Support for ballot access reform is growing in Oklahoma. For many years, we have fought to reduce the burden posed to those who wish to form new parties in Oklahoma. As of today, Oklahoma’s top two newspapers have expressed their support for easing Oklahoma’s worst in the nation ballot access laws.
The Tulsa World has published an editorial in which they express support for HB2134, the bill that reduces the 5% signature burden to 2.5%.
Currently, parties seeking recognition have to obtain the signatures equal to 5 percent of the votes cast in the most recent general election. That currently works out to 66,744 petition signatures.
House Bill 2134 would cut that requirement in half.
Why do they support this measure? Because they recognize that the rising generation is moving further away from the current duopoly parties.
Political thinking is changing. The next generation of voters is not nearly as loyal to the traditional two-party system as their grandparents were. Independent voters are the fastest growing segment of the state voting pool. Many young voters want boutique parties molded to their specific political thinking rather than big-tent parties based on broad principles and old loyalties.
However, the Tulsa World does express some interest in keeping some burden in place. They feel that too low a barrier could lead to a glut of “marginal, schismatic groups”, but that should not stand in the way of reasonable accommodations.
We support lowering the standard for party recognition. We don’t want the number so low that it will produce a flowering of marginal, schismatic groups with no hope of ever electing a candidate, but reasonable accommodations of new modes of political thought could engage new voters and force the two big parties to make sure they are addressing issues of importance to all Oklahomans.
We are not clear exactly where the Tulsa World feels that line should be drawn. Even if HB2134 becomes law, Oklahoma would still have the highest burden in the nation for forming a new party or getting a candidate on the Presidential ballot. No other state has more than a 2% requirement. Additionally, in the decades prior to 1974, where the signature burden was 5,000 signatures, Oklahoma never saw more than 5 candidates for Governor or President. So even something easier than 2.5% would theoretically meet the Tulsa World requirements.
At this point, both the Tulsa World and the Daily Oklahoman have expressed support for these much needed reforms. In December 2012 after Oklahoma’s third presidential race in a row with only two options, an editorial was published supporting ballot access reform.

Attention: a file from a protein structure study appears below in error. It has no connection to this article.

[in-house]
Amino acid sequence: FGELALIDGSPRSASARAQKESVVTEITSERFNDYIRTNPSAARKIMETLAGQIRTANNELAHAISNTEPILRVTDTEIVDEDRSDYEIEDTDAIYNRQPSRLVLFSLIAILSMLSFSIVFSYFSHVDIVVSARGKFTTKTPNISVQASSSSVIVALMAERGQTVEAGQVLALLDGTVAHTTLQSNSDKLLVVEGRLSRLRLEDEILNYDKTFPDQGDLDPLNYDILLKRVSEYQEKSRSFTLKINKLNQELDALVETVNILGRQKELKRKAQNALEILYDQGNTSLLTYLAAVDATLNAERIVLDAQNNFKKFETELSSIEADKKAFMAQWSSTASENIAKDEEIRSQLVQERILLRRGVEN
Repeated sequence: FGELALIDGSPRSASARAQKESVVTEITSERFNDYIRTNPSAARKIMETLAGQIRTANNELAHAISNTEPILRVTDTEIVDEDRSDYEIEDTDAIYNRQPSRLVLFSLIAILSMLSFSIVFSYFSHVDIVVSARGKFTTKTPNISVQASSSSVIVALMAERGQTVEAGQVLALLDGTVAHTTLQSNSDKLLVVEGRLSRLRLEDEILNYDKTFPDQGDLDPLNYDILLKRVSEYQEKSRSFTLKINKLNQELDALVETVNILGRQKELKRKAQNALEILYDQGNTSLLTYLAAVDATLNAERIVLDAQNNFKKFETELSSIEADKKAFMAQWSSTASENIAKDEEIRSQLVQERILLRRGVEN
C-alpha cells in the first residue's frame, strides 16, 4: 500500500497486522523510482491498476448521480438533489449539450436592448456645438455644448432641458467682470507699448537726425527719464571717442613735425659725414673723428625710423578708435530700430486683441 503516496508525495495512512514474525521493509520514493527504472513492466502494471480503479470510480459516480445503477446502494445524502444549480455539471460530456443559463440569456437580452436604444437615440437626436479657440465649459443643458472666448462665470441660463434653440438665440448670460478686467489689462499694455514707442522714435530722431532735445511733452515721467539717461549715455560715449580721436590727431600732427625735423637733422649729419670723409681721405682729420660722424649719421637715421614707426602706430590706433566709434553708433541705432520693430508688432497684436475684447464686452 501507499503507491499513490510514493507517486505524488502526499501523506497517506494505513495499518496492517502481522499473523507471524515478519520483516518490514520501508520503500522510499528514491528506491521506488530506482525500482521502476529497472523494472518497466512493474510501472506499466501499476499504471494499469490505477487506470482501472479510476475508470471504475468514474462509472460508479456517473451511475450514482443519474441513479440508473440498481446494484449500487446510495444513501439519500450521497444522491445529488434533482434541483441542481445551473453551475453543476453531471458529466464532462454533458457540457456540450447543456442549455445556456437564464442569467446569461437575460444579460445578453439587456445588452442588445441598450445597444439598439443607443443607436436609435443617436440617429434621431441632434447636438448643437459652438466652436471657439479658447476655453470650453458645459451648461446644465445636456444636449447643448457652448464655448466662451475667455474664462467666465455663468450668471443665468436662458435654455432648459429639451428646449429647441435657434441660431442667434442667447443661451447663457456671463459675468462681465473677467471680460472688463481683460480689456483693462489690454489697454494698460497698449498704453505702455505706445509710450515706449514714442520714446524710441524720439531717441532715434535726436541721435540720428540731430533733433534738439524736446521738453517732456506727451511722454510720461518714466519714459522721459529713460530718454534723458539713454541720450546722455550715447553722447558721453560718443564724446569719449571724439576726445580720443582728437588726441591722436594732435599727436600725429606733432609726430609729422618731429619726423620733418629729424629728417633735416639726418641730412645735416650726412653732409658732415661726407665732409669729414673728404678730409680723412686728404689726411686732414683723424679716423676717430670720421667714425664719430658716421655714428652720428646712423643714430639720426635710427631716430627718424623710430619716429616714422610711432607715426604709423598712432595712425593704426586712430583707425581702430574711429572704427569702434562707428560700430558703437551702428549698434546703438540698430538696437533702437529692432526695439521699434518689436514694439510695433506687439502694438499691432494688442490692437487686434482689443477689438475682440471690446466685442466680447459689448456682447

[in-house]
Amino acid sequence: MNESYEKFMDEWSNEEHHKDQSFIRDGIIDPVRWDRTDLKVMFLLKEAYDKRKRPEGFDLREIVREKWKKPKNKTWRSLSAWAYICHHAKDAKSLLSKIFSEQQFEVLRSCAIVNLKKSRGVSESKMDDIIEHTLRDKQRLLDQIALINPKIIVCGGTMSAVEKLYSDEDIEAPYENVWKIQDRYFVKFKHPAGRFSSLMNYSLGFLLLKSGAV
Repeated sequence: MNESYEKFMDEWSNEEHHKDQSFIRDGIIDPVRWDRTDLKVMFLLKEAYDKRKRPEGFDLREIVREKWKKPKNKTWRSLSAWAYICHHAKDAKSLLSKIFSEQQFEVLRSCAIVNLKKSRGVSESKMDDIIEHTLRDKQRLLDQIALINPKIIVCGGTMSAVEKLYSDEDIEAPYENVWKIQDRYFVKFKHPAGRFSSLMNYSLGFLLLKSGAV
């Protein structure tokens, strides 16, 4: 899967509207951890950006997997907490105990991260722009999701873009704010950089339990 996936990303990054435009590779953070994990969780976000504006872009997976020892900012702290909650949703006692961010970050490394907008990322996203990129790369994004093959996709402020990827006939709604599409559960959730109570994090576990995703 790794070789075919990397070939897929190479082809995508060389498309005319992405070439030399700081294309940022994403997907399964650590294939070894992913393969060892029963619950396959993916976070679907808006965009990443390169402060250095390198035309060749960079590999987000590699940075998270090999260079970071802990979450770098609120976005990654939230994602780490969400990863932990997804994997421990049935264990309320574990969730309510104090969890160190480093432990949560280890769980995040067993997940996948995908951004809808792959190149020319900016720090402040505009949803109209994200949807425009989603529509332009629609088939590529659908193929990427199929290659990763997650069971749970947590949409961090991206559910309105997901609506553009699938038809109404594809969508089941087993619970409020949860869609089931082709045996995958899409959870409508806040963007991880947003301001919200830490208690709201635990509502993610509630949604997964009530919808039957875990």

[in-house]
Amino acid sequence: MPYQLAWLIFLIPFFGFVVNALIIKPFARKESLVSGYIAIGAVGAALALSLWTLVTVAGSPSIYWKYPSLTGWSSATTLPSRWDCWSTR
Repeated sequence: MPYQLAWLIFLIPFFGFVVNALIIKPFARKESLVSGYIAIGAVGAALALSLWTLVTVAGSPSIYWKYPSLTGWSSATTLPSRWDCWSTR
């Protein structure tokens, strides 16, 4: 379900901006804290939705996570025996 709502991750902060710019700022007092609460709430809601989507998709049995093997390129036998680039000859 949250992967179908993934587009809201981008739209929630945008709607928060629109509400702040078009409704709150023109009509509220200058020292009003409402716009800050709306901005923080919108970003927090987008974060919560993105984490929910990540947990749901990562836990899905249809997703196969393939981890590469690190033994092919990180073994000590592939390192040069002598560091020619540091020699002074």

Colorado’s ballot access law may be too lax, but Oklahoma’s law is at the other end of the spectrum, making it exceedingly difficult for third parties to put a candidate before voters. This year, just as in 2008 and 2004, Oklahomans had only two options for president, the Democrat or the Republican. Twelve years ago, Pat Buchanan managed to get on the ballot here as an independent.
During an appearance in Oklahoma City two years ago, consumer advocate Ralph Nader said our state’s ballot access rules are among the nation’s toughest. “A competitive democracy with multiple candidates, multiple ideas, multiple backgrounds and multiple agendas is going to bring more people out to vote and we’re going to have a better political process,” he said.
Donna Bebo, who ran as a Democrat for the 4th Congressional District seat, put it this way: “Candidates should not win simply because of who they keep off the ballot. They should win on their own merit.” She has a point.
In conservative Oklahoma, Republicans enjoy firm and growing control of the Legislature. They have nothing to fear from providing a voice to others, by lowering some of the significant hurdles now in place for third-party candidates trying to get on our ballot.
Now that Oklahoma’s two largest news organizations have put their editorial muscle behind our efforts, will the State Legislature follow through and actually pass HB2134? Right now, the ball is in the Senate’s court and unfortunately, they have made moves to stall the bill as much as possible. Not only did they wait until the last day it could be heard in committee to pass it to the floor, but they also had the title and enacting clause stricken, a move that ensures it is forced to a conference committee if both are not restored prior to a floor vote. If the bill does get sent to a conference committee it is highly likely that it will die there just as previous ballot access reform bills have done.
We are working hard to ensure that the title and enacting clause are restored prior to a Senate vote, but have not received responses to any of our efforts to reach out to Senator Marlatt.